Infringement of copyright - Internet, On-line services, CD Rom and other electronic media - Internet inter­mediaries (incl. host server operators and internet service pro­viders) - Section 3(1)(f) of the Copyright Act gave the copyright holder in musical works the sole right to communicate the work to the public by telecommunication - Section 2.4(1)(b) provided that a person did not communi­cate to the public by telecom­munication if the only act per­formed in respect of the communication was the provision of the means of telecom­munica­tion necessary for one person to so com­municate the work in question to another - The Supreme Court of Canada agreed that a telecommunication occurred, in the con­text of downloading music off the Internet, when the music was trans­mitted from the host server to the end user - The Copyright Board erred in ruling that a communication that did not originate in Canada did not occur in Canada - See paragraphs 42, 44.

Copyright - Topic 4565

Infringement of copyright - Internet, On-line services, CD Rom and other electronic media - Internet inter­mediaries (incl. host server operators and internet service pro­viders) - Section 3(1)(f) of the Copyright Act gave the copyright holder in musical works the sole right to communicate the work to the public by telecommunication - Section 2.4(1)(b) provided that a person did not communi­cate to the public by telecommunication if the only act per­formed in respect of the communication was the provision of the means of telecom­munication necessary for one person to so communicate the work in question to another - The Supreme Court of Canada stated that "the word 'necessary' in s. 2.4(1)(b) is satisfied if the means are rea­sonably useful and proper to achieve the benefits of enhanced economy and effi­ciency. Section 2.4(1)(b) shields from liability the activities associated with pro­viding the means for another to communi­cate by telecommunication. 'The means', as the Board found, 'are not limited to routers and other hardware. They include all software connection equipment, connec­tiv­ity services, hosting and other facilities and services without which such communi­cations would not occur'. I agree. So long as the Internet intermediary does not en­gage itself in acts that relate to the con­tent of the communication, i.e. whose participa­tion is content neutral, but con­fines itself to providing 'a conduit' for information communicated by others, then it will fall within s. 2.4(1)(b)" - See para­graphs 91, 92.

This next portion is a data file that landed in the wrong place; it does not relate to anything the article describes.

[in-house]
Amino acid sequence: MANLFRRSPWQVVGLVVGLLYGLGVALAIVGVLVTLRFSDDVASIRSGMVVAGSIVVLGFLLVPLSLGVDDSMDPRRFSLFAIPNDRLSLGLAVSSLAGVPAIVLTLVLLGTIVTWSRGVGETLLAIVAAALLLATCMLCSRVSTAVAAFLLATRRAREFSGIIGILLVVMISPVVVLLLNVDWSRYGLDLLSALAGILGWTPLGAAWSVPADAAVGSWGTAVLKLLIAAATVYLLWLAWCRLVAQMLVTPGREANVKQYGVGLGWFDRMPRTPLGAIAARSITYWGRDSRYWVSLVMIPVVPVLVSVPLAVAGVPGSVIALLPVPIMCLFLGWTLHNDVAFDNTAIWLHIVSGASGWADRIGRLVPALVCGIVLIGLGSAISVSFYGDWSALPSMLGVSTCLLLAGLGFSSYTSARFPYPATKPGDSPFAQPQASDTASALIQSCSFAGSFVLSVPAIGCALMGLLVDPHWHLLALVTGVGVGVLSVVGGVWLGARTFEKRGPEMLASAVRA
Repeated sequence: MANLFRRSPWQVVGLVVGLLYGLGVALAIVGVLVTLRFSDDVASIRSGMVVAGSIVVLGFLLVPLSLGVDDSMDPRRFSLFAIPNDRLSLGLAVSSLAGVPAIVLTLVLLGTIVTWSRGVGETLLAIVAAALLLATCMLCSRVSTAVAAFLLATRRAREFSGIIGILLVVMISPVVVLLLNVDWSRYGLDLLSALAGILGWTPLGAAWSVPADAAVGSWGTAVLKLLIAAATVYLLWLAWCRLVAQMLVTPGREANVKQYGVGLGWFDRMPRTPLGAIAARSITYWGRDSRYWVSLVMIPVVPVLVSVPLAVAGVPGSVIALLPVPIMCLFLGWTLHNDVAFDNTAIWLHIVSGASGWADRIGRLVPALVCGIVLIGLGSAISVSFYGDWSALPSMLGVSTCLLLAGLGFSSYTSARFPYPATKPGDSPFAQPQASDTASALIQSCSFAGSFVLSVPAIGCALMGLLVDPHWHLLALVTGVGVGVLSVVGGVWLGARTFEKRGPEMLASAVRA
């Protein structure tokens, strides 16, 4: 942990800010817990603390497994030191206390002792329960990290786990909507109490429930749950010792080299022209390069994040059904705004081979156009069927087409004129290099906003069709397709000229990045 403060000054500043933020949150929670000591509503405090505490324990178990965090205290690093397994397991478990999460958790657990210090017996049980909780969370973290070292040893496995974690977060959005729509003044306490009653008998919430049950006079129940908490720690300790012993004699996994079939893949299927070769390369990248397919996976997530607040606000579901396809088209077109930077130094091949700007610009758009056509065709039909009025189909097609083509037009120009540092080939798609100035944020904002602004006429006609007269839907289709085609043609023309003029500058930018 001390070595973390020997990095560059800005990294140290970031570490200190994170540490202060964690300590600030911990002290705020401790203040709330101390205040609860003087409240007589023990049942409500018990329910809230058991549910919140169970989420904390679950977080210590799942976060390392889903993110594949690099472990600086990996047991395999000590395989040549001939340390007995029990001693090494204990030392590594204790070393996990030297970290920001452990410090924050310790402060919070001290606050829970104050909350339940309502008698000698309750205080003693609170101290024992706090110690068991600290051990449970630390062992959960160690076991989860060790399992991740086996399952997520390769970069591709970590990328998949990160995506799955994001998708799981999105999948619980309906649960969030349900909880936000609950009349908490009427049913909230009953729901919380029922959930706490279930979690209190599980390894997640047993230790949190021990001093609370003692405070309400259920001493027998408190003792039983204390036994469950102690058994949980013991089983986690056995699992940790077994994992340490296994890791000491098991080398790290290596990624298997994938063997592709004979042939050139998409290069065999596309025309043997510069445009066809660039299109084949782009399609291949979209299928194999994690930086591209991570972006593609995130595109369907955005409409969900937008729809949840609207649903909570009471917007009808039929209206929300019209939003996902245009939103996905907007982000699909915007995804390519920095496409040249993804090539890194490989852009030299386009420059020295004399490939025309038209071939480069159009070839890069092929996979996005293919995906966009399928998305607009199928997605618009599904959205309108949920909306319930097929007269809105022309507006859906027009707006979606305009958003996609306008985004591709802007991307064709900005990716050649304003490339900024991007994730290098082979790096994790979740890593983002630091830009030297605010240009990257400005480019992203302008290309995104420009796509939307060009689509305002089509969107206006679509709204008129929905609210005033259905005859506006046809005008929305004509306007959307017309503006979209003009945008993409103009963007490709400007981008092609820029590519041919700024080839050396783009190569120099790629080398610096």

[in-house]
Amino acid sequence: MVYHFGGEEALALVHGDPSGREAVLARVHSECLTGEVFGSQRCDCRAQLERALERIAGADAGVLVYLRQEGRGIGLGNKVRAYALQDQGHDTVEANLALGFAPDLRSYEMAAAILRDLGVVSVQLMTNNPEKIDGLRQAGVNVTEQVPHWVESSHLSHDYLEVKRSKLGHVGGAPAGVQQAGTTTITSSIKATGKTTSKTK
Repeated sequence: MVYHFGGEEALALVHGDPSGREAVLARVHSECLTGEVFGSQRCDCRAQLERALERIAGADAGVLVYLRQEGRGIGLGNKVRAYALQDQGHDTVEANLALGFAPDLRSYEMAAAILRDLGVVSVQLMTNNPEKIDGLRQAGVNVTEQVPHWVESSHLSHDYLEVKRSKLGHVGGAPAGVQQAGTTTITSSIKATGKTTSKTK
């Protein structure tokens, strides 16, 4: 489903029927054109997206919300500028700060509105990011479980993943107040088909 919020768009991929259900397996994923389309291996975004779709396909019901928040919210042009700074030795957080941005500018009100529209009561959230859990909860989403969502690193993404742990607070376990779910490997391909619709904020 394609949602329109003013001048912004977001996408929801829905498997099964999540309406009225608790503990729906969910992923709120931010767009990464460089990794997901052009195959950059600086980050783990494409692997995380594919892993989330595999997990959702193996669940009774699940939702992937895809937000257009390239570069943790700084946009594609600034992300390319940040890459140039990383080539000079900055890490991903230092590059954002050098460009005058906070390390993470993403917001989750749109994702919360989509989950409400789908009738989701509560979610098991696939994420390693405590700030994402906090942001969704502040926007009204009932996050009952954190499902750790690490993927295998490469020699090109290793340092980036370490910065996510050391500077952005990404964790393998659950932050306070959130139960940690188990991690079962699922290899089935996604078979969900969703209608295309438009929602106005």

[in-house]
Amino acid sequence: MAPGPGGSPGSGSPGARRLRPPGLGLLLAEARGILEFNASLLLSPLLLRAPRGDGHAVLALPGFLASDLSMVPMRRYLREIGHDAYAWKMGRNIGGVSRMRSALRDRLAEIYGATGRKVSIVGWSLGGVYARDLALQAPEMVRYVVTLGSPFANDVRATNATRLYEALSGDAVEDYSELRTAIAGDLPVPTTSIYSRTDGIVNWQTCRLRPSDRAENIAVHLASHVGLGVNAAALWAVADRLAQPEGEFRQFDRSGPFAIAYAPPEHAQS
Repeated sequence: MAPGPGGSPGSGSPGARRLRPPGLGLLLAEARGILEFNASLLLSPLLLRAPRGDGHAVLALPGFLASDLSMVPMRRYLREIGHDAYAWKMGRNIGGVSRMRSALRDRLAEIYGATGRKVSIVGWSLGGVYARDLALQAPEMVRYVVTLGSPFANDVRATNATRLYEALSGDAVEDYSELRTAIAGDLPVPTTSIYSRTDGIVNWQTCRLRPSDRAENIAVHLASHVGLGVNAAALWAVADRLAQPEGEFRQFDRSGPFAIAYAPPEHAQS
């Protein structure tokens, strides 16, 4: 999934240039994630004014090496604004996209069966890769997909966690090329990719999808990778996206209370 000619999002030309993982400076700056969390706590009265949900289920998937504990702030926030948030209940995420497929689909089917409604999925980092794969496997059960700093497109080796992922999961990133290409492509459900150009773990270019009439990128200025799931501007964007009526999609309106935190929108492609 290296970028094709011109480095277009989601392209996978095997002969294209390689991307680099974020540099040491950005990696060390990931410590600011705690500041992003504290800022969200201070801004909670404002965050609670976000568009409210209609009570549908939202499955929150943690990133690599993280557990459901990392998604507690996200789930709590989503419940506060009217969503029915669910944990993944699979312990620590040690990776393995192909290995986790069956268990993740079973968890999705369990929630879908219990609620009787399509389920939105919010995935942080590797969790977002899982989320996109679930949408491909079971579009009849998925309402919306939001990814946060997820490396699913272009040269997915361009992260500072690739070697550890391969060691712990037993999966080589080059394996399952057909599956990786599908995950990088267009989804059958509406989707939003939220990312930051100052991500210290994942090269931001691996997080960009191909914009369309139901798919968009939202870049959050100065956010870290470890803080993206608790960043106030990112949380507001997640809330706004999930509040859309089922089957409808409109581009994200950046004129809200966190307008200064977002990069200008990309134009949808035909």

Copyright - Topic 4565

Infringement of copyright - Internet, On-line services, CD Rom and other electronic media - Internet inter­mediaries (incl. host server operators and internet service pro­viders) - Section 3(1)(f) of the Copyright Act gave the copyright holder in musical works the sole right to communicate the work to the public by telecommunication - Section 2.4(1)(b) provided that a person did not communi­cate to the public by tele­communication if the only act per­formed in respect of the communication was the provision of the means of telecom­munica­tion necessary for one person to so com­municate the work in question to another - The Supreme Court of Canada stated that "the Copyright Act, as a matter of legislat­ive policy established by Parlia­ment, does not impose liability for in­fringement on intermediaries who supply software and hardware to facilitate use of the Internet. The attributes of such a 'con­duit', as found by the Board, include a lack of actual knowledge of the infringing contents, and the impracticality (both technical and eco­nomic) of monitoring the vast amount of material moving through the Internet, which is prodigious. ... Of course an Inter­net Service Provider in Canada can play a number of roles. In addition to its function as an intermediary, it may as well act as a content provider, or create embedded links which automatically precipitate a telecom­munication of copy­righted music from another source. In such cases, copyright liability may attach to the added func­tions." - See paragraphs 101, 102.

Copyright - Topic 4565